Regional Reviews: Florida - Southern
Also see John's review of Footloose
Six cast members weave their way through sixty songs in two acts. To facilitate organizing the many songs into some sort of semblance of order, the show is divided chronologically into segments which include: "Alexander's Music Shop" (1910s), "A Parlor" (late teens), "A Speakeasy" (1920s), "A Street in New York" (early 1930s), "A Movie Theatre" (Mid 1930s), "A Dance Hall" (late 1930s), "Stage Door Canteen" (World War II years), "A Junk Yard" (early 1950s), and "Summer Stock Theatre" (late 1950s). The different segments allow for costume change moments and projection design options as the live on-stage band plays all that glorious Berlin music just behind all the action.
I Love A Piano is filled with recognizable, hummable, and beloved melodies sure to please audiences of a certain age. It's hard to miss with such great material at one's fingertips. This show is, however, really nothing more than a tight, slick, cruise-ship style revue based on a weak premise. Though the cast members are given character names, the names serve no real purpose as the characters have no continuity, development, or arc. Most importantly, the show spends so much time fitting in sections of so very many songs, that none of the singers get to really dig in to any one song. There therefore are no showstopping moments or real chances for any of them to truly shine. We also don't get whole songs anywhere except the opening and closing of acts, which can be frustrating when so many members of the audience know and want the whole thing.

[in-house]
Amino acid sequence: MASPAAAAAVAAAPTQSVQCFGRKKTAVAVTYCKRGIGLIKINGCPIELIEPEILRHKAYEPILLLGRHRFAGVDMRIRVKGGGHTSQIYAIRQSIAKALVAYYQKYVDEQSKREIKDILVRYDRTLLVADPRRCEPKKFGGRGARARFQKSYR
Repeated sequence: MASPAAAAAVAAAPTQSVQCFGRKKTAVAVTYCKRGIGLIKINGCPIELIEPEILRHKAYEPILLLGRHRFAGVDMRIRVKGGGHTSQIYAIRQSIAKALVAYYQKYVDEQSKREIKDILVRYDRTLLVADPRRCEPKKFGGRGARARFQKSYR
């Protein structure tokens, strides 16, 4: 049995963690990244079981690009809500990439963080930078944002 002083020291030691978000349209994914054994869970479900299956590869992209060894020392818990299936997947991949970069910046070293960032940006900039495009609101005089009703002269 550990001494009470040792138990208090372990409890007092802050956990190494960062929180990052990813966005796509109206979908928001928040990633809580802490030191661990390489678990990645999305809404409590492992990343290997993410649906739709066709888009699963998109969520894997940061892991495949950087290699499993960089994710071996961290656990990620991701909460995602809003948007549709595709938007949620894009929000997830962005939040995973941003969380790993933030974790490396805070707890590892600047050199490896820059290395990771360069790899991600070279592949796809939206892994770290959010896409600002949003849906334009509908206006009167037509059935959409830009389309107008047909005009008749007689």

The pacing of the show is crisp and the choreography engaging and clean. By nature, this genre requires the salesmanship of strong facial presence and good hoofing. It is returning local performer Alex Jorth who is most proficient at this. His easy stage presence, smiling face, pleasant singing voice, and strong dance skills make him consistently the most watchable person on stage throughout the entire show. But this revue is not about the talents of the performers in it or the scant script that accompanies it. It is about having everything come together to serve the music of Irving Berlin. So, if you are a fan of Irving Berlin's work, but don't mind hearing not the whole song, then you will love I Love a Piano.
American composer and lyricist Irving Berlin (Israel Isidore Baline) was born on May 11, 1888, in Imperial Russia, arriving in the U.S. at the age of five. During his 60-year career he wrote an estimated 1,500 songs, including the scores for 19 Broadway shows and 18 Hollywood films, with his songs nominated eight times for Academy Awards. Berlin is widely considered one of the greatest songwriters in American history, and his music forms a large part of the Great American Songbook. When he died in his sleep on September 22, 1989, at the age of 101, the New York Times wrote, "Irving Berlin set the tone and the tempo for the tunes America played and sang and danced to for much of the 20th century." His life became the classic rags-to-riches story that he never forgot could have happened only in America, and that sentiment showed itself in his work. He will forever be remembered for musicals such as Annie Get Your Gun, Call Me Madam, and Miss Liberty, films such as White Christmas, Easter Parade, Holiday Inn, There's No Business Like Show Business, and Blue Skies, and songs such as "God Bless America", "Puttin' on the Ritz" and "Alexander's Ragtime Band."
I Love A Piano will appear at the Wick Theatre through May 15, 2016. The Wick Theatre & Costume Museum is located at 7901 N. Federal Highway in Boca Raton, Florida. It houses a professional, 330-seat theatre company hiring local and non-local Equity and non-Equity actors, the Broadway Collection Costume Museum, and the Wick Tavern - open for lunch or dinner. For more information, you may contact them by phone at 561-955-2333, or online at www.thewick.org.
Crew: Director/Choreographer: Kelly Shook